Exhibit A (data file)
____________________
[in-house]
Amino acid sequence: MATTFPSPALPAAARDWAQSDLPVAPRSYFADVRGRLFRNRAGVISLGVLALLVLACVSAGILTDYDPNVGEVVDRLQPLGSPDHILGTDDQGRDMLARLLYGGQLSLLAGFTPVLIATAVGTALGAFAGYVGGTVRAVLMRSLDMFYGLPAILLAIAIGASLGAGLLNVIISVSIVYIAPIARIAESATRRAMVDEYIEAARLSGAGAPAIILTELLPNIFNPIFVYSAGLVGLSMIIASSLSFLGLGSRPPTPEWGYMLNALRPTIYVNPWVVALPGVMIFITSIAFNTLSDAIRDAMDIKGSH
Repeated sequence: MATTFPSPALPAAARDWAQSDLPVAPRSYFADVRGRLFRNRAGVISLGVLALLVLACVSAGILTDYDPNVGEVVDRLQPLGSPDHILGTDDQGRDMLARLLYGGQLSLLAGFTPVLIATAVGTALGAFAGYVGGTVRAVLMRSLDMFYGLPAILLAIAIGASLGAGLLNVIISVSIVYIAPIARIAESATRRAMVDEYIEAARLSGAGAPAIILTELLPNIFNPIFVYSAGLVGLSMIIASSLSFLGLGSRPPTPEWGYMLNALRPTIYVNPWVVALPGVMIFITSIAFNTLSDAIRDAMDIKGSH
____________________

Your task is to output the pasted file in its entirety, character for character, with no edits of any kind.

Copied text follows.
[in-house]
Amino acid sequence: MATTFPSPALPAAARDWAQSDLPVAPRSYFADVRGRLFRNRAGVISLGVLALLVLACVSAGILTDYDPNVGEVVDRLQPLGSPDHILGTDDQGRDMLARLLYGGQLSLLAGFTPVLIATAVGTALGAFAGYVGGTVRAVLMRSLDMFYGLPAILLAIAIGASLGAGLLNVIISVSIVYIAPIARIAESATRRAMVDEYIEAARLSGAGAPAIILTELLPNIFNPIFVYSAGLVGLSMIIASSLSFLGLGSRPPTPEWGYMLNALRPTIYVNPWVVALPGVMIFITSIAFNTLSDAIRDAMDIKGSH
Repeated sequence: MATTFPSPALPAAARDWAQSDLPVAPRSYFADVRGRLFRNRAGVISLGVLALLVLACVSAGILTDYDPNVGEVVDRLQPLGSPDHILGTDDQGRDMLARLLYGGQLSLLAGFTPVLIATAVGTALGAFAGYVGGTVRAVLMRSLDMFYGLPAILLAIAIGASLGAGLLNVIISVSIVYIAPIARIAESATRRAMVDEYIEAARLSGAGAPAIILTELLPNIFNPIFVYSAGLVGLSMIIASSLSFLGLGSRPPTPEWGYMLNALRPTIYVNPWVVALPGVMIFITSIAFNTLSDAIRDAMDIKGSH